‘thrive hive’ by tom back
‘thrive hive’ provides a more simple and practical natural environment for beekeeping. conceived by tom back,
a student of kingston university in london, UK, the design uses traditional hive weaving techniques with a structural framework
which makes it possible to provide a habitat that is both suitable for the bees and the beekeeper. with this construction,
bees are no longer cajoled into a home that does not fit their natural form. back’s design takes on a hollow trunk form,
for which the wild bees build colonies. the weaving allows for a rounded shape, and the use of straw provides good insulating properties
that are found naturally within the structure. this insulated home provides protection from the harsh winters,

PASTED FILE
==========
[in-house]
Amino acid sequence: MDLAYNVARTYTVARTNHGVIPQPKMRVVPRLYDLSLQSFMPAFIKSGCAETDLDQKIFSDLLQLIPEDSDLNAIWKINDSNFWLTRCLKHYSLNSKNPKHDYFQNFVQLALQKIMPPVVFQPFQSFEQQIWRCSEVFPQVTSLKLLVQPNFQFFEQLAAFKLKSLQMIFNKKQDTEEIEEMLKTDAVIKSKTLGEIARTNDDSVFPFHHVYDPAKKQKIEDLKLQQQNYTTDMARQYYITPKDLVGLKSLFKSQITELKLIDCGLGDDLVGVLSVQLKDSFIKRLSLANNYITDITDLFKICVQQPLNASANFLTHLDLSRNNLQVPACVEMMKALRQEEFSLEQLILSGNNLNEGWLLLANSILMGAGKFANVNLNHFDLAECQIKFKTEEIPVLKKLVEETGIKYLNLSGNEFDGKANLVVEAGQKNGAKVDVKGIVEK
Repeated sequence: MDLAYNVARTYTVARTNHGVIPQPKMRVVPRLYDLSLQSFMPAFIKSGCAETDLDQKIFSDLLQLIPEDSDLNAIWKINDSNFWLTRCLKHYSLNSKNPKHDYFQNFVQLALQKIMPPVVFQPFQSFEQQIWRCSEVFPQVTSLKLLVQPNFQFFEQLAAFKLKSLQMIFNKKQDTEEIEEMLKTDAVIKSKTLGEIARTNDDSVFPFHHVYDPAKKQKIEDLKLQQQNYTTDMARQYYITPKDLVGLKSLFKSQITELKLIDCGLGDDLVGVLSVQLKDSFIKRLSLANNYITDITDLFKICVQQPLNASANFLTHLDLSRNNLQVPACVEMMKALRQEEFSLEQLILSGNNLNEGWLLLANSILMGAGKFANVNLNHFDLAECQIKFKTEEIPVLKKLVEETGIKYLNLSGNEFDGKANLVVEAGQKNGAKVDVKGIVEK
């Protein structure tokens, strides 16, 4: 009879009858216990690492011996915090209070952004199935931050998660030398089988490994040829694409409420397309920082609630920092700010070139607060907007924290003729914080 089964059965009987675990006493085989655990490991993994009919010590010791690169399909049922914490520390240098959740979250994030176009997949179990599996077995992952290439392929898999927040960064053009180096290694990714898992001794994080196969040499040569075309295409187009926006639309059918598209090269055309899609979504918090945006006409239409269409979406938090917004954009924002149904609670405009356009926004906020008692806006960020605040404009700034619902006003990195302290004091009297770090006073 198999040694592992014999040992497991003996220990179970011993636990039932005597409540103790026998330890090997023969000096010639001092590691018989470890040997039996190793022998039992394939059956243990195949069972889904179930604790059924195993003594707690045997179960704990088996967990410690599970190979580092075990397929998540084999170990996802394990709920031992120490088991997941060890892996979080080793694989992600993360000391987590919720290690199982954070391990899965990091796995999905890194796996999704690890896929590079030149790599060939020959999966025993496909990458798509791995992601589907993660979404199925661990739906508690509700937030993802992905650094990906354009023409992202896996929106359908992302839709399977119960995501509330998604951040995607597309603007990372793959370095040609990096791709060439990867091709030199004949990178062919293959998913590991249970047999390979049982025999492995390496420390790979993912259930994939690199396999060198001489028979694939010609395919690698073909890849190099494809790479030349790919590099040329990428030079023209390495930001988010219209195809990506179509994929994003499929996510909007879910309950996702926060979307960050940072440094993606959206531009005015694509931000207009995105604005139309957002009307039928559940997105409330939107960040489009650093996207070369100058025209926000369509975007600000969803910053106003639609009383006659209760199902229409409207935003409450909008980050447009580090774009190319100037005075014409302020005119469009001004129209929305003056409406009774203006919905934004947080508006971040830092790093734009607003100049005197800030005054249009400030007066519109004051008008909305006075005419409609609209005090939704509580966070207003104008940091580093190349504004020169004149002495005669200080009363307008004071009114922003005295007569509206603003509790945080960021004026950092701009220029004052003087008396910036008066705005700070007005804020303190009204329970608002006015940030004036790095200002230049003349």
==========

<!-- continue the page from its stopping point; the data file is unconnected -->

so that the weather is not so damaging to the bees, resulting in a stronger colony for the future.
by using a top bar design for ‘thrive hive’, the tools required for keeping bees are reduced, making the leap into beekeeping
a little bit easier. back does not envision the design for commercial purposes, but more for communities and households
to participate in beekeeping, enhancing the well-being of one’s garden or allotment.
‘thrive hive’ is on show at tent london from september 22nd to 25th, 2011.
detail of straw lid and handle
internal view of the hive
materials and tools
wetting the straw
twisting the straw
forming the straw into the hive’s rounded shape